Air New Zealand chief executive Christopher Luxon says the flood of rival airlines coming in to the country was good news for his business.
While he expected the state of the market to be "choppy" over the next 12 to 18 months, Air New Zealand with 40 per cent of inbound international business was benefiting from the surge in tourists, in spite of increased competition.
And once the visitors are here, Air New Zealand's growing domestic operation was the main airline beneficiary.
"Whenever a competitor airline brings visitors into New Zealand that's a good thing for Air New Zealand because we then pick up those passengers and disperse them throughout country," he said on the sidelines of Trenz, the tourist industry showcase held last week in Rotorua.
"We've got the economics right in that we can fly to places in New Zealand that other airlines can't fly to."
Seven new airlines have started flying to Auckland in the past year and Hong Kong Airlines announced at the weekend they plan to start daily flights from November.
Airline share prices around the world slipped by almost 7 per cent in April, Air New Zealand's fell by 20 per cent, closing on Friday at $2.26. Increased competition has been cited as a reason for the fall.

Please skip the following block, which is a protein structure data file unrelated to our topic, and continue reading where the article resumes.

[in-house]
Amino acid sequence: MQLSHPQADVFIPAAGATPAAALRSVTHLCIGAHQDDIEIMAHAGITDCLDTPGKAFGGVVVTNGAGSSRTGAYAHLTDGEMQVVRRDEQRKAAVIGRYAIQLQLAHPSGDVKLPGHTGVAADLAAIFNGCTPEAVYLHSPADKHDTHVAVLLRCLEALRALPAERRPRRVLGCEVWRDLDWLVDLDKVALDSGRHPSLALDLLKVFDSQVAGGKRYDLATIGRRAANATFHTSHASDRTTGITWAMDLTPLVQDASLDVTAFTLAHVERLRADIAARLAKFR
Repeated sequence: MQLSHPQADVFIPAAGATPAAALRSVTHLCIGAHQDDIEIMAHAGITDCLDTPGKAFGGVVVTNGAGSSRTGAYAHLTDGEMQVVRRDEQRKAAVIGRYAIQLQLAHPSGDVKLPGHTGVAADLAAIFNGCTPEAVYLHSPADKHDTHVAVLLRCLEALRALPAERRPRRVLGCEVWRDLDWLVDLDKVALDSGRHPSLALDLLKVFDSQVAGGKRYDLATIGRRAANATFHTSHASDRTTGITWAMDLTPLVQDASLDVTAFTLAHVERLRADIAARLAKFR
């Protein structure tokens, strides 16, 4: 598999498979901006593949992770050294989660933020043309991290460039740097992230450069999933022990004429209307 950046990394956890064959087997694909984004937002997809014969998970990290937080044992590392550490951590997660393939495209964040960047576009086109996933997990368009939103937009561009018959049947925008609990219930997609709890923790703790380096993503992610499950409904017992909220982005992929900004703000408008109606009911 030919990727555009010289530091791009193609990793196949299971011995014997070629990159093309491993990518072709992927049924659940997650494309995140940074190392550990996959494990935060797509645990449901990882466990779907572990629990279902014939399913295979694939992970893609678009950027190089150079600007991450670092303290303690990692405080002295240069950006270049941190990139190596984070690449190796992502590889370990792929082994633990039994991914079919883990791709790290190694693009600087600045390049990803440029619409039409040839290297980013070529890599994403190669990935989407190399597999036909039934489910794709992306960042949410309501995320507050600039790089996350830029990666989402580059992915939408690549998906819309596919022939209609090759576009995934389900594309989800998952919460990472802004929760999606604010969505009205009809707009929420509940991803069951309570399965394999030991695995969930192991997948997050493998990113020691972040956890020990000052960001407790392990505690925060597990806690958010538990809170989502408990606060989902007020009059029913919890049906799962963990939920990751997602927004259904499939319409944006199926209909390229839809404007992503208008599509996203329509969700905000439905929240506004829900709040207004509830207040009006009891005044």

When fuel prices rose rapidly over a two-year period nine airlines left New Zealand, Luxon said.
"The bottom line for us is that we've been here for 75 years and we'll be here for another 75 years. The thing I would say in a pure competitive sense is that in the last four years we've spent a lot of time investing in the business. Those investments stand you in very good stead widen you go into a competitive battle."
Capacity and revenue in its international and domestic businesses were up substantially.
The number of international visitors had climbed beyond 3.2 million a year, up 21 per cent in the last two years.
Luxon said Air New Zealand had deep customer insights.
"We know who we're targeting and why with our marketing efforts and work strategically with Tourism New Zealand."